While I am in Turkey, I have been lucky enough to line up some fabulous guest posts from a handful of my favorite bloggers. Ashely blogs over at Ashley Abroad, currently taking on expat life as an au pair in France. A girl after my own heart, Ashley has traveled and lived all over the world, always on the hunt for her next adventure, and she has even called my beloved Spain home. Studying abroad in Mallorca, one of Spain’s loveliest islands, Ashley has some great insider tips to get to know it better, past the traditional tourist scene. I briefly visited Mallorca in 2007, one of my very first trips to Spain for a quick weekend, which I spent getting sunburnt, but reading Ashley’s post makes me want to hop on the next flight over there.
Have you ever been to Mallorca? Is traveling to one of Spain’s famous islands on your travel wish list?
The largest of Spain’s Balearic islands, Mallorca has become known in recent years as the “17th state of Germany” due to its high rate of Teutonic tourism. But there’s a lot more to this island than booze, beaches and sunburnt tourists – and the real Mallorca lies only a few medieval alleyways away.
I studied abroad on Mallorca a few summers ago and fell in love with the relaxed rhythm of island life, the soft cadences of the Mallorcan dialect and the rugged beauty of Mallorca’s mountains and coastline. And I’m not the only who who liked it- the Romans, Byzantines, Moors and Catalans all settled here during the last 2,000 years making this island extraordinarily rich in history and culture.
Here are some examples of how to escape the crowds on Mallorca and soak up some local island life.
1. Wander the Old City of Palma, Mallorca’s Capital
Palma’s old city is a medieval maze hiding museums, boutiques and centuries-old courtyards around every corner. One highlight is the Arab Baths (Banys Arabs), the last remnants of the Muslim city center. The old city is traffic and largely tourist free so you may find find yourself wandering the streets alone even during the day.
2. Sample some sobrassada
Sobrassada is the traditional Mallorcan sausage that is prepared with ground pork and smoky Spanish paprika (pimentón de la vera). The flavor is similar to chorizo but what makes sobrassada special is its texture, which is spreadable and smooth like pâté.
3. View the mastery of Joan Miró
Joan Miró, the famed Barcelona-born surrealist painter, lived on Mallorca for more than 30 years. You can find his works at the contemporary art museum inside the old fortress, as well as at the Fundació Pilar i Joan Miró, a museum that was once the artist’s home and studio.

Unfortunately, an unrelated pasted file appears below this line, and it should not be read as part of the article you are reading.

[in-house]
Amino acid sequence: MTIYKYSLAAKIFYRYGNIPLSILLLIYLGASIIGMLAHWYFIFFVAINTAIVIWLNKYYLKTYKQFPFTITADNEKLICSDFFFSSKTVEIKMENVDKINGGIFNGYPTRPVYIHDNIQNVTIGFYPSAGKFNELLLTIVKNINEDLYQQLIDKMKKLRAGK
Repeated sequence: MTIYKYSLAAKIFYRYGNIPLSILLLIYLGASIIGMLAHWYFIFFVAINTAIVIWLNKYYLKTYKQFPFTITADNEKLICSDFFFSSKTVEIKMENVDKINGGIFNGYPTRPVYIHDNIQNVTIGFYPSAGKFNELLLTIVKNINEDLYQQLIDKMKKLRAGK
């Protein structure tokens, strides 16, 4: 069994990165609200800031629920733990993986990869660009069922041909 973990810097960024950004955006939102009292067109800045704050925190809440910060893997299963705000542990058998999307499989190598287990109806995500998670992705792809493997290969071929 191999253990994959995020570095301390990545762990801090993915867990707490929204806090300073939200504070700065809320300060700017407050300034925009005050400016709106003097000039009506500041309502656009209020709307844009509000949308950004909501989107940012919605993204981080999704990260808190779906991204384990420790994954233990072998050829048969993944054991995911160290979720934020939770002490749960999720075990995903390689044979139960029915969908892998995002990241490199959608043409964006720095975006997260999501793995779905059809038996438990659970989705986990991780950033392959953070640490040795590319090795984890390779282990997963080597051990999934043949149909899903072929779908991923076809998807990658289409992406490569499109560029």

Es Baluard Museu, telephone: +34 971 908 200, address: Plaça Porta de Santa Catalina 10, Palma de Mallorca
Fundació Pilar i Joan Miró, telephone: +34 971 701 420, address: Career de Joan de Saradakis 29, Palma de Mallorca
4. Explore La Seu
La Seu is Palma de Mallorca’s enormous cathedral that looms over the cityscape, rising out of the city walls which once marked the edge of the sea. While built in the Catalan Gothic style, the cathedral has undergone some contemporary changes as well- Gaudí was commissioned in 1901 and his half-finished works adorn much of the interior.
5. Taste the cookies made by local nuns
Reflecting Mallorca’s strong Catholic roots, the island’s favorite sweets can be found at the Repostería del Monasterio de Santa Clara, a nunnery that sells homemade cookies. Once you arrive at the bakery you are forbidden from seeing the nuns and must ask for the cookies you want, place your money in a turnstile and wait for the turnstile to revolve back with the cookies of your choice. My flavor recommendations? Orange blossom and anise.
Repostería del Monasterio de Santa Clara, telephone: +34 971 710 061, address: Calle Fonollar 2, Palma de Mallorca
6. Ride the antique wooden train to Sóller
So this activity is definitely touristy- but it is also a great way to see Mallorca’s wild, mountainous scenery as well as squeeze in a trip to Sóller, the island’s most charming port city. The antique train is delightfully creaky, and the vistas of olive groves and jagged mountains do not disappoint.
Sóller Railway (Tren de Sóller), telephone: +34 902 364 711, address: Plaça d’Espanya, 2, Palma de Mallorca
7. Learn a few words of Mallorquí
While most Mallorcans are bilingual in Spanish and Catalan, the island’s de facto language is Mallorquí, a dialect of Catalan. A romance language, listeners often say that Mallorquí sounds like a mix of Spanish, Italian and French. A few essential phrases: Thank you (mercès, pronounced muhr-SEHS), excuse me (perdoni, pronounced puhr-THOH-nee), and please (sisplau, pronounced sees-PLOW).
Ashley is a baguette-partial travel blogger currently living in Paris. She’s a self-proclaimed language nerd, ski bum and lover of long, wine-fueled dinners. To read more about her adventures in Paris and elsewhere, check out her blog, Ashley Abroad, or follow her on Twitter @ashleyabroadx and Facebook.